Differentiating Variables from Functions
Date: 02/03/2004 at 19:11:55 From: Kathy Subject: Function Notation What letters are used to note/name a function? We've been learning about variables and finally thought that we had them figured out. Now we start learning about functions today and they too use letters to show a function. The kids are asking how in the world they are supposed to know when a letter stands for a function and when the letter is a variable? This is one of those things where I just always did it that way and can't explain why. I thought all functions were noted with an f as in f(x), or "f of x", or "for function f, what is the value of y every time you enter x". I haven't had any calculus and wasn't aware that a function could be written g(x) or b(x). The kids really want to know how they can differentiate variables and function notations.
Date: 02/03/2004 at 23:43:51 From: Doctor Peterson Subject: Re: Function Notation Hi, Kathy. Any letter can be used for a function, though we tend to use f and g when we are talking about generic functions or temporary ones, just out of habit, as we tend to use x as a variable when there's no reason to give it another name. Functions that have special names usually are NOT called f, to avoid confusion! For example, Greek letters are used for the phi function in number theory and the gamma function in analysis. It can, I suppose, be tricky to distinguish a function from a variable if you were to see an equation with no context, like r(t) = 2s(t) + t(t+1) (I just made that up to make it hard!) I know, because of what I meant when I wrote that, that r and s are functions and t is a variable; but they could all be variables and it would still make sense. (It wouldn't make sense if t were a function.) You should also be aware that we can use a variable as a function: if we've defined y in terms of x, we can write "y(x)" to mean the value of y for a particular x, while still just writing y when we don't need to emphasize that relationship. So what makes the difference between a function and a variable? Definitions! When we write anything in algebra, we have to first define our variables and functions. We tell the reader what things mean before we use them. Ultimately, that's all that stands between comprehension and chaos. And that's why I constantly emphasize the need to clearly state the definitions of variables at the start of a student's work on an algebra problem. You'll see the same thing in legal papers: when you want to use general terms (like "plaintiff" or "Company") with specific meanings, you have to say what you mean by them before you start writing. Pretty simple, isn't it? Communication 101. If you have any further questions, feel free to write back. - Doctor Peterson, The Math Forum http://mathforum.org/dr.math/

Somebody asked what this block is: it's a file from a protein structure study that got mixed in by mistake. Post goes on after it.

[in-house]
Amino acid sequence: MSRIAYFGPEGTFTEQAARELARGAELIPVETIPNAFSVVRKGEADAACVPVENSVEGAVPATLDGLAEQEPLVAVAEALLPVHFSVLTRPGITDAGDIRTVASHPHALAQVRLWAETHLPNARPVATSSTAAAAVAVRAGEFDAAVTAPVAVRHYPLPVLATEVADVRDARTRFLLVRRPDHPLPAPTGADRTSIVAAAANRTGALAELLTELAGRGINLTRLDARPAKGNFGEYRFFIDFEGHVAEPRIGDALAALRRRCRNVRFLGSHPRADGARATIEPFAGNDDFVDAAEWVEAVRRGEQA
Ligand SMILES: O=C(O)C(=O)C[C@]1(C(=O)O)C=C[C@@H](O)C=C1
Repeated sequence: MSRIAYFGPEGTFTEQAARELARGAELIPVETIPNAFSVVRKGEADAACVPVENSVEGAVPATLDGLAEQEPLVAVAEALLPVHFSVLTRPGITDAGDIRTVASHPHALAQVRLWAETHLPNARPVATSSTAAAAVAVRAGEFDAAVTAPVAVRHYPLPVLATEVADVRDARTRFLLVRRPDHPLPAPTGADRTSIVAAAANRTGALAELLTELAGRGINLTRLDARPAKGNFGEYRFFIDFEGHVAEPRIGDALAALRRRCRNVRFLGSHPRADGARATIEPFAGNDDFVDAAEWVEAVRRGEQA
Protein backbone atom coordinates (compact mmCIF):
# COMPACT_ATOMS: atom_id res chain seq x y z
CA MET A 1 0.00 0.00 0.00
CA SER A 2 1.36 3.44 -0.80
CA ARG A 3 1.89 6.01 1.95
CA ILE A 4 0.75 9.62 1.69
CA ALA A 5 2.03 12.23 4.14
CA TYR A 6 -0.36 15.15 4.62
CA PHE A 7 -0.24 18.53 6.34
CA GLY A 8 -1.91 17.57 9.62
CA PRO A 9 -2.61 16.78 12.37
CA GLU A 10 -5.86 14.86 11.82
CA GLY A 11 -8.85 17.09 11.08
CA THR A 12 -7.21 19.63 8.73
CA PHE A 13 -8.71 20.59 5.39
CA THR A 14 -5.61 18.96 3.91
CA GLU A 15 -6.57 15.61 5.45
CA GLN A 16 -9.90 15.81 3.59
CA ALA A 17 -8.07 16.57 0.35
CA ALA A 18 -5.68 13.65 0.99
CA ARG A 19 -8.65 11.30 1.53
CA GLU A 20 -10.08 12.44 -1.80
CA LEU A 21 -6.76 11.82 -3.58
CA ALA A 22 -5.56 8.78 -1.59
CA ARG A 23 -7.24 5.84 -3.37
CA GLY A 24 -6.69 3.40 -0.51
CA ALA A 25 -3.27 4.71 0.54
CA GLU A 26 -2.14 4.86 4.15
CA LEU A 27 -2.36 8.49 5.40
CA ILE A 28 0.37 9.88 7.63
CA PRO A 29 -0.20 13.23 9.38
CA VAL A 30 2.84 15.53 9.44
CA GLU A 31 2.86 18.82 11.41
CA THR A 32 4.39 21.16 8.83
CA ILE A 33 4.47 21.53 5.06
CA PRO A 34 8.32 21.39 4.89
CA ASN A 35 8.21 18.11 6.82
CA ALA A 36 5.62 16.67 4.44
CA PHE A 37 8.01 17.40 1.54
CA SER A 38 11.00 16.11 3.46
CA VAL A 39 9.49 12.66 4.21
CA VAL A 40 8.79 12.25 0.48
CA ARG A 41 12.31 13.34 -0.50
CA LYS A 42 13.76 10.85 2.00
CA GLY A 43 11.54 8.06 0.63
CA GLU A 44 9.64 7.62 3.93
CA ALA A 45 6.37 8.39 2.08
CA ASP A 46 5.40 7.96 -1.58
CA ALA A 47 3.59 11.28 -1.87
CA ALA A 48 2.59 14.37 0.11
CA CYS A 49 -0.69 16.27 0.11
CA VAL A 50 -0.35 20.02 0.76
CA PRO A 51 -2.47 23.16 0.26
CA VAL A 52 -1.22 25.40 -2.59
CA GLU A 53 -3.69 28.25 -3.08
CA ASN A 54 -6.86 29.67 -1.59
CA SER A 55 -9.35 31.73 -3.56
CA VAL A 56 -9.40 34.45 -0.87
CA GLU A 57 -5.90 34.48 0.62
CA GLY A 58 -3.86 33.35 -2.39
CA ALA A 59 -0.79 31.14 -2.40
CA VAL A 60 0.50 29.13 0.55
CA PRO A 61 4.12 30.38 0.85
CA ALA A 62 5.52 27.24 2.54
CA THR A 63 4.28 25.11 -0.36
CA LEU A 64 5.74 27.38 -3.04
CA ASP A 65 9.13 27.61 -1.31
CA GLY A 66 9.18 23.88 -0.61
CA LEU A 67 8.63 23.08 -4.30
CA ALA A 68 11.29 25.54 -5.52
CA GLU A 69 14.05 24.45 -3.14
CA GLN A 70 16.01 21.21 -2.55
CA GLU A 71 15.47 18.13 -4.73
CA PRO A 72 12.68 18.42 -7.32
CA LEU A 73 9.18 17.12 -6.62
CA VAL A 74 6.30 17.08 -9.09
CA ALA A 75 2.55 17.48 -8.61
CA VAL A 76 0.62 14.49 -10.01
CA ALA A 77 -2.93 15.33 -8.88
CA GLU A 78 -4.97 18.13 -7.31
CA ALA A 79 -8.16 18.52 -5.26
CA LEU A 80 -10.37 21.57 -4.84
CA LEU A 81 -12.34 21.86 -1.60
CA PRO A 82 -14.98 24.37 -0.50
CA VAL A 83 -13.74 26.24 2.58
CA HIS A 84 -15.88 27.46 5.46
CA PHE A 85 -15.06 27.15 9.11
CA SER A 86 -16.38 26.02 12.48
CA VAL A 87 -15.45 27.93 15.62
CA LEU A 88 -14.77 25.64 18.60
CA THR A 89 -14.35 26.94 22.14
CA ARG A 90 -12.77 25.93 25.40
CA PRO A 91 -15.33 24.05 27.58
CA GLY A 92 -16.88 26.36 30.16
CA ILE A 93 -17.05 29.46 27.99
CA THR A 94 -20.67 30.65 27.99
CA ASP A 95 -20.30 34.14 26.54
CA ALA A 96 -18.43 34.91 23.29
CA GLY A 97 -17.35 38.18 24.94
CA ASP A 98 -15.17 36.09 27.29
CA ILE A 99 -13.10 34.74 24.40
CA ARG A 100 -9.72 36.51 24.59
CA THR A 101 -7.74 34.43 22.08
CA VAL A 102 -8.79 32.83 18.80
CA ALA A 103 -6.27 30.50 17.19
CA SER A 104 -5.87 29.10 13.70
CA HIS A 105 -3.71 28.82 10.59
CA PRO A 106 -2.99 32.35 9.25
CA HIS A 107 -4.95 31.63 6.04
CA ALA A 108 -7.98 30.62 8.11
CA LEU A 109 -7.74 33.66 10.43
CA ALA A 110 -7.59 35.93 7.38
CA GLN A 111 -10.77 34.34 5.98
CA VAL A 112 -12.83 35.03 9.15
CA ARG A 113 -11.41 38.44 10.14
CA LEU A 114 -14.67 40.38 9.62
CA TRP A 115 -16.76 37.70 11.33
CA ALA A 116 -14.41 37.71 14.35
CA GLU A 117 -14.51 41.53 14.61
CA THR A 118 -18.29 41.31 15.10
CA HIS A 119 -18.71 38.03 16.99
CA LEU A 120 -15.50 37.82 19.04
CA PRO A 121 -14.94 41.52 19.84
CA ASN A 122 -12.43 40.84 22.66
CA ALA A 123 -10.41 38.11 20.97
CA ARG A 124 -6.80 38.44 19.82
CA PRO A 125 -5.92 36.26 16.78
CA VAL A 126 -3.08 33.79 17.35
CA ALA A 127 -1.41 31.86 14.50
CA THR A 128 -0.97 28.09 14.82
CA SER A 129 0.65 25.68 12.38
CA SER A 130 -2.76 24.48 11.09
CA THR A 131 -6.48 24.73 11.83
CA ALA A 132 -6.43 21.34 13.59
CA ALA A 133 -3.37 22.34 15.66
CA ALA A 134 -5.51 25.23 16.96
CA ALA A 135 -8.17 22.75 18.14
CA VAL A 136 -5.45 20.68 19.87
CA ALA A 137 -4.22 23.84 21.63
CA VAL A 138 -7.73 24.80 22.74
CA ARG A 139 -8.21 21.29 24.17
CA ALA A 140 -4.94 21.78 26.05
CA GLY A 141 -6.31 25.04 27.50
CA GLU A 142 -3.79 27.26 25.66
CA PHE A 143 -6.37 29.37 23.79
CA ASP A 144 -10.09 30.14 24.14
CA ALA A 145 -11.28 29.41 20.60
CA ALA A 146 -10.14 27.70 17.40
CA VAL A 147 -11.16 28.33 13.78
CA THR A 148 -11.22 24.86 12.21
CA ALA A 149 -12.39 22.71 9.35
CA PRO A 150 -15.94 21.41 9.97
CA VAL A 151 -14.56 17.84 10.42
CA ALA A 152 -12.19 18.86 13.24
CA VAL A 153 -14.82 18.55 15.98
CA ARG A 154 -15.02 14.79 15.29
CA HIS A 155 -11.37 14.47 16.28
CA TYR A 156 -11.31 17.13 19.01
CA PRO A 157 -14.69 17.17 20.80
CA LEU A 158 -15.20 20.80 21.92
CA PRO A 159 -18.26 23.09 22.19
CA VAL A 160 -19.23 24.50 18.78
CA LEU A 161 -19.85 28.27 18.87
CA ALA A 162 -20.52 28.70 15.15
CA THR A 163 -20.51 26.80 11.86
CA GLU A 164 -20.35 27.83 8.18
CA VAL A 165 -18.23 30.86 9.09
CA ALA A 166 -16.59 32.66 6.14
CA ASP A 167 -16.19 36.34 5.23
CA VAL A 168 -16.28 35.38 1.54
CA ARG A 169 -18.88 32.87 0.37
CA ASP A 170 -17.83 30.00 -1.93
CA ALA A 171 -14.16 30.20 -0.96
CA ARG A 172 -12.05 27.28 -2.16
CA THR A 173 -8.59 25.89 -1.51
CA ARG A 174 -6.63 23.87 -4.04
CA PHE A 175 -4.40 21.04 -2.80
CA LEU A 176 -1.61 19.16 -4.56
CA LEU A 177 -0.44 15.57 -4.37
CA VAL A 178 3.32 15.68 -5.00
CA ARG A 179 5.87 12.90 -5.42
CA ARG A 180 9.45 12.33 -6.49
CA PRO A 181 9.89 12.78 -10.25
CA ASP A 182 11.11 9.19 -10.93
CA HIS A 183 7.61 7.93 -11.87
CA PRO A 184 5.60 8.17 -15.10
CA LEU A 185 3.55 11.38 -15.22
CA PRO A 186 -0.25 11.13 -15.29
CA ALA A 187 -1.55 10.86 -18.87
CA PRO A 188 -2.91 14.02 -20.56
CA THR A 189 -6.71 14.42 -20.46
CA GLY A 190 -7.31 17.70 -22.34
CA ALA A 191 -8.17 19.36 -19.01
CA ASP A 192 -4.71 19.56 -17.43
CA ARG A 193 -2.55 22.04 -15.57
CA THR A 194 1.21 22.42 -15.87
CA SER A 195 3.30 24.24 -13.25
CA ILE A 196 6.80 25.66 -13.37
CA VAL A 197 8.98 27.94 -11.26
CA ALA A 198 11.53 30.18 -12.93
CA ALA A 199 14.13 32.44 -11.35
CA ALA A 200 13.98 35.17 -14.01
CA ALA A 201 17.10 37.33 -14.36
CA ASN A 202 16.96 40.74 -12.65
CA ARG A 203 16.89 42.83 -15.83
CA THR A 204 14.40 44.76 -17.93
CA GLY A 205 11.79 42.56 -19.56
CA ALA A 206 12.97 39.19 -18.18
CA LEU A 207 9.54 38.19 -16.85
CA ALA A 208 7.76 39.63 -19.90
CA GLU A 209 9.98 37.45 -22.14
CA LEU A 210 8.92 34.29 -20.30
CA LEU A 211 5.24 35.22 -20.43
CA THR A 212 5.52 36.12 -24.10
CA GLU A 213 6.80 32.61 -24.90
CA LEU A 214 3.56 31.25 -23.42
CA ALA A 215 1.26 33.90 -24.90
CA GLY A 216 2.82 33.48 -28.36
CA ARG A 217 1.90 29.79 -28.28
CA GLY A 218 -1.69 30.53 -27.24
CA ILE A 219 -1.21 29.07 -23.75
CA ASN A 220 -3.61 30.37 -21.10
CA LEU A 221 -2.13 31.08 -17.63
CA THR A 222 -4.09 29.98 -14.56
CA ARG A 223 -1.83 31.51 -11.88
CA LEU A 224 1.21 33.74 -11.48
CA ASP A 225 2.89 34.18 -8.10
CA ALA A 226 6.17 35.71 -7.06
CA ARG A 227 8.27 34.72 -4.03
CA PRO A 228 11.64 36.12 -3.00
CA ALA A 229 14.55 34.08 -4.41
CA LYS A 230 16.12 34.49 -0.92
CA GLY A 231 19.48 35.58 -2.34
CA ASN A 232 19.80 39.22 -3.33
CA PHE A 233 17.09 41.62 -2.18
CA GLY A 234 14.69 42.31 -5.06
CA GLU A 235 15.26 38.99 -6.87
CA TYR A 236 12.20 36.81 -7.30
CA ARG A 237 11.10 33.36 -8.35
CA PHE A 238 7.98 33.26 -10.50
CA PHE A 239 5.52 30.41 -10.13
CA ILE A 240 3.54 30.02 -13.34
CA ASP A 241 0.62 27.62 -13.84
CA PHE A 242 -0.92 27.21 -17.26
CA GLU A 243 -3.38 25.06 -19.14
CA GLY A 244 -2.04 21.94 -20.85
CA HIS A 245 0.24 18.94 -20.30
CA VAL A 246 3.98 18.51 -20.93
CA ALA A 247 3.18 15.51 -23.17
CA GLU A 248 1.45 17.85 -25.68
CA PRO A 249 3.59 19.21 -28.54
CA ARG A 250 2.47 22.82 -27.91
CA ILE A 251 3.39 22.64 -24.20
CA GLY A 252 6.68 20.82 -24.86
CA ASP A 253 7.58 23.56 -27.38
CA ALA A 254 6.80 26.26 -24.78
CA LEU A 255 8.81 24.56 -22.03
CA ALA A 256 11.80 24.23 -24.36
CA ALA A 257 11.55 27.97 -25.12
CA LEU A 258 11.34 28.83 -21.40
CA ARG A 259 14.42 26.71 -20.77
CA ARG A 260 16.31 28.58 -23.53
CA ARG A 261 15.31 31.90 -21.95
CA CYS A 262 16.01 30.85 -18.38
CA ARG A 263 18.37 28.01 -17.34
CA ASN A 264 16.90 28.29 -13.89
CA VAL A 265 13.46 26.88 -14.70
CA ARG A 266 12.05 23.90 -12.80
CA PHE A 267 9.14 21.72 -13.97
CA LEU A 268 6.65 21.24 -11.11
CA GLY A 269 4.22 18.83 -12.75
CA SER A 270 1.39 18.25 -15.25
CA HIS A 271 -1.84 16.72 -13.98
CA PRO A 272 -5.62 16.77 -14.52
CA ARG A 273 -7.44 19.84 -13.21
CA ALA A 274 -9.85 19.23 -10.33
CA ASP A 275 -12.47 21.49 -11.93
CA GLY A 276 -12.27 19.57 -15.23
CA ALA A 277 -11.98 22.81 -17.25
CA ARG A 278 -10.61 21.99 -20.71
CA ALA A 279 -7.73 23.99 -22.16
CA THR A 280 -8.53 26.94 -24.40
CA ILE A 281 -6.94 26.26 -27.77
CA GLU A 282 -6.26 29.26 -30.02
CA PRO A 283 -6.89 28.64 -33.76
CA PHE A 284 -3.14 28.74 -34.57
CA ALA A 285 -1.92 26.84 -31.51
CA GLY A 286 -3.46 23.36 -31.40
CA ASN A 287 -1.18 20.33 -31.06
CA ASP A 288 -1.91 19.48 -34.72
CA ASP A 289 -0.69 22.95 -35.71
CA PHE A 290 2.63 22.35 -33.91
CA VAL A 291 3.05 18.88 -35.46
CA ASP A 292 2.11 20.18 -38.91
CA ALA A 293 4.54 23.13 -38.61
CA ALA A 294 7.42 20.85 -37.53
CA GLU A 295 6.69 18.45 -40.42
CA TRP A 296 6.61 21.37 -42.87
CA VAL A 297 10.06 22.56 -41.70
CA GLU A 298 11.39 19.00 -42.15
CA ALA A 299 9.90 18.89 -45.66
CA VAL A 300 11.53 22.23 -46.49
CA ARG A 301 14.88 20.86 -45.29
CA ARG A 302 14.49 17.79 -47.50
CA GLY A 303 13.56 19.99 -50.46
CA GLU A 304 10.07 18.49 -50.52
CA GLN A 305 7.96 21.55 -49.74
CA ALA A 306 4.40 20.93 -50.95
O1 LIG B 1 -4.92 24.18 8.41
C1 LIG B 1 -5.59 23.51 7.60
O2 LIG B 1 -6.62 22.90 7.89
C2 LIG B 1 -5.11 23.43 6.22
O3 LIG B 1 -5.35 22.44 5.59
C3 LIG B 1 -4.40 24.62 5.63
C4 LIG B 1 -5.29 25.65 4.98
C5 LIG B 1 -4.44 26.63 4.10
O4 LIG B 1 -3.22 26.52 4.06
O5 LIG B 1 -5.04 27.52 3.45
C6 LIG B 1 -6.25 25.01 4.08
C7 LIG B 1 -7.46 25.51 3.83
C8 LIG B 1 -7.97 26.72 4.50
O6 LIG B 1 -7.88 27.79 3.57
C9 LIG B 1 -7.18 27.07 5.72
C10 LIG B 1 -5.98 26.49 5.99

Date: 02/04/2004 at 08:51:19 From: Kathy Subject: Thank you (Function Notation) Oh my goodness! Now I understand :-) Thank you so much for taking the time to answer thoroughly. Being the teacher in the class, I felt really silly writing to you, but I've always told my students that the only truly stupid questions are the ones you want/need answers to and do not ask! I appreciate your efforts on my behalf as I help my young students answer their 'burning' questions.
Date: 02/04/2004 at 09:09:21 From: Doctor Peterson Subject: Re: Thank you (Function Notation) Hi, Kathy. I like this kind of question more than anything else: the ones nobody stops to think about, or dares to ask, because they seem too simple! It's a great way to stretch my mind. I'm glad my rambling, until I realized how simple the answer was, didn't confuse you. - Doctor Peterson, The Math Forum http://mathforum.org/dr.math/
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